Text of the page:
A secret’s not a secret if you tell someone, and guess what? No one knows what I’m doing.
Nothing bad ever happens in the picturesque seaside town of Cape Bonita. That is, at least, until one pretty, popular girl after another is found dead. Murdered. Penelope Malone is friends with all of the murdered girls and, therefore, a prime suspect. But Penelope has her own theories. Maybe it’s her friend who’s been outspoken about how much she hated those girls. Maybe it’s the quiet, brooding bad boy with the dark past. Who can Penelope trust?
This book was so different than Saving It, the last Monica Murphy book that I read! I have a complicated relationship with thrillers but I did enjoy this one. I don’t really want to get into the details of the plot because I’ll probably accidentally give something away. I did figure out (more or less) who the killer was by the 50% mark, but I was still interested in reading to find out how it would fit into the story and how everything would be resolved.
I want to talk about the characters for a minute, though. Penelope and her friends belong to an elite group called the Larks, made up of the five smartest, prettiest, wealthiest girls in the junior and senior classes. The girls are mean. Imagine Regina George crossed with A from Pretty Little Liars on their worst, moodiest, hangriest day. That’s a starting point for how cruel these girls can be. They know that they’re the best of the best, and if they don’t want to acknowledge anybody else’s presence, they just won’t. If they don’t want to talk to somebody, they just keep walking. They judge everybody, within and outside their circle. Nobody is safe from their comments or their wrath and they think nothing of it.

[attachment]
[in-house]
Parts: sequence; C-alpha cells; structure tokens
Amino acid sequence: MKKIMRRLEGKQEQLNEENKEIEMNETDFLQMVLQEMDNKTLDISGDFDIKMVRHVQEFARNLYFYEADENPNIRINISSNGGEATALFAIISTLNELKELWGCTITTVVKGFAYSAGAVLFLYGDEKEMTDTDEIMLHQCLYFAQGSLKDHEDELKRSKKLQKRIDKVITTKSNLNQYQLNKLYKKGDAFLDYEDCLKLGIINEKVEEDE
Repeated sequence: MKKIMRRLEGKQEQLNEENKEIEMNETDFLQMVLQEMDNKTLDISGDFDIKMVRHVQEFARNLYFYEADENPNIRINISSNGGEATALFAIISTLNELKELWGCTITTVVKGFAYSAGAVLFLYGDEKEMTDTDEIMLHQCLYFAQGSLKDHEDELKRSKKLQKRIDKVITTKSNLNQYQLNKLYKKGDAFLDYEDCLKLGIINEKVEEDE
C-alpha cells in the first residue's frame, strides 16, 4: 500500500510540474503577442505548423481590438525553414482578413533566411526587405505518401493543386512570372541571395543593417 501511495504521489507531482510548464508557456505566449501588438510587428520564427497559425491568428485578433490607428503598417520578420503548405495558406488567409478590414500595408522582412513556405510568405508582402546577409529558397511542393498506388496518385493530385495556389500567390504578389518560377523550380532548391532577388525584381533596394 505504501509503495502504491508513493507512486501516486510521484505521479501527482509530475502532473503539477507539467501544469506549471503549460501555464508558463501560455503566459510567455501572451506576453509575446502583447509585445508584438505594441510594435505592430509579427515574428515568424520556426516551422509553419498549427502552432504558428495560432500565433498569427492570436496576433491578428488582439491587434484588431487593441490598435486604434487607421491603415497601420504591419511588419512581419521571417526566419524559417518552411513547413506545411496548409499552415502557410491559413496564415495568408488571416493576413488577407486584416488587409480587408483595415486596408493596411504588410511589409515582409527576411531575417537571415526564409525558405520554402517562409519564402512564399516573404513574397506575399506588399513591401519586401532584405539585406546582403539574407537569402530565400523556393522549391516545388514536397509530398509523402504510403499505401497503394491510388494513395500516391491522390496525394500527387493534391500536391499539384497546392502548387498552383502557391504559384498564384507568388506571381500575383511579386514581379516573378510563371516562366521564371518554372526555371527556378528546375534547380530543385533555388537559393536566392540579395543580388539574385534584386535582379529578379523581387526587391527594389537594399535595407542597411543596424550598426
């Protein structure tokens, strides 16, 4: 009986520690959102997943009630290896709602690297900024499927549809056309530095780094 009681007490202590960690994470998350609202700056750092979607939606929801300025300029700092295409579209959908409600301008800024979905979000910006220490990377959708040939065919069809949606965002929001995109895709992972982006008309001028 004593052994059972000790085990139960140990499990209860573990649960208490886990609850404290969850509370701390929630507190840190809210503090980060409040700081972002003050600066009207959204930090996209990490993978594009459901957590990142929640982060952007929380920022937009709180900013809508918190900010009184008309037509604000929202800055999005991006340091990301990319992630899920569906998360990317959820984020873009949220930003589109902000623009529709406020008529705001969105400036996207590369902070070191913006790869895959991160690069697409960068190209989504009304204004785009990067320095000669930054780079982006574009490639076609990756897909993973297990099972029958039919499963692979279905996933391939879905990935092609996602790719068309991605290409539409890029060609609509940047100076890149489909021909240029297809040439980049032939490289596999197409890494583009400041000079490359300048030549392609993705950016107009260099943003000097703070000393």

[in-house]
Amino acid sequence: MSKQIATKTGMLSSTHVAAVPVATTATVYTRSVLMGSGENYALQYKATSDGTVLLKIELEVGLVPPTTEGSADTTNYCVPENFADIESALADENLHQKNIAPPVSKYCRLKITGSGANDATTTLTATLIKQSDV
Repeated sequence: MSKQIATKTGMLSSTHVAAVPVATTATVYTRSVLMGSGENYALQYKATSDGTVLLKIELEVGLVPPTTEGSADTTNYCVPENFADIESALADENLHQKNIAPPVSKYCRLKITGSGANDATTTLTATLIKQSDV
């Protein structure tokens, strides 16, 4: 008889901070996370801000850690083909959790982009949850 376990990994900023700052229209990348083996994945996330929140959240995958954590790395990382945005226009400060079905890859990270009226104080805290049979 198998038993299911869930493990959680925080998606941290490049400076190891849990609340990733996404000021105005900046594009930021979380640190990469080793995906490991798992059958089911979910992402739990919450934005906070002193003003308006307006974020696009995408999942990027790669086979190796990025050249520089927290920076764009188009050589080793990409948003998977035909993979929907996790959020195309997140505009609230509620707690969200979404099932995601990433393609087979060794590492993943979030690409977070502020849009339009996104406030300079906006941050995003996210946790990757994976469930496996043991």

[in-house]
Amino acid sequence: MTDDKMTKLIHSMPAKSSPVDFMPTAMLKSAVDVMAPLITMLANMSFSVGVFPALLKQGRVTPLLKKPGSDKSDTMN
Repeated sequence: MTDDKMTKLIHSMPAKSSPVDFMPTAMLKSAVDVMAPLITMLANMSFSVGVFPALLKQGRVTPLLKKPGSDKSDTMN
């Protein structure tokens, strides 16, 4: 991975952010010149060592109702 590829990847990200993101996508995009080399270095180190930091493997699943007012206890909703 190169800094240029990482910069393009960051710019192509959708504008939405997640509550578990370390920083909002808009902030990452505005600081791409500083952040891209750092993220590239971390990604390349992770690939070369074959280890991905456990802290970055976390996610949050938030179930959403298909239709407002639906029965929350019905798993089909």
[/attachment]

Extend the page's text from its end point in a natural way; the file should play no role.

All of that begins to change with Penelope when her friends start dying off. Penelope realizes that she doesn’t really want to act that way, although she still pulls her snooty card on more than one occasion. She’s not a particularly likable heroine, which is definitely something that I had to adjust to, but I appreciated that she seemed to be trying.
Penelope’s love interest is also one of her prime suspects, the elusive Cass Vincenti. Nobody knows much of anything about Cass, aside from his juicy backstory, but once her friends start dying, he’s eager to talk to Penelope. She finds herself inexplicably attracted to him while also constantly telling herself that she shouldn’t be. I feel a bit creepy for thinking that I’d probably also fall for Cass, given that I’m probably at least ten years older than him. What can I say? I have a thing for misunderstood lone wolves.
Overall, I enjoyed the story but found a lot of Penelope’s actions to be more irritating than anything else. I think that the killer is fairly obvious, but if you’re okay with just going along for the ride, it’s an entertaining story.
Final rating: 3.5, rounded up to ★★★★☆
I received a free advance copy of Pretty Dead Girls from the publisher (via Netgalley) in exchange for an honest review.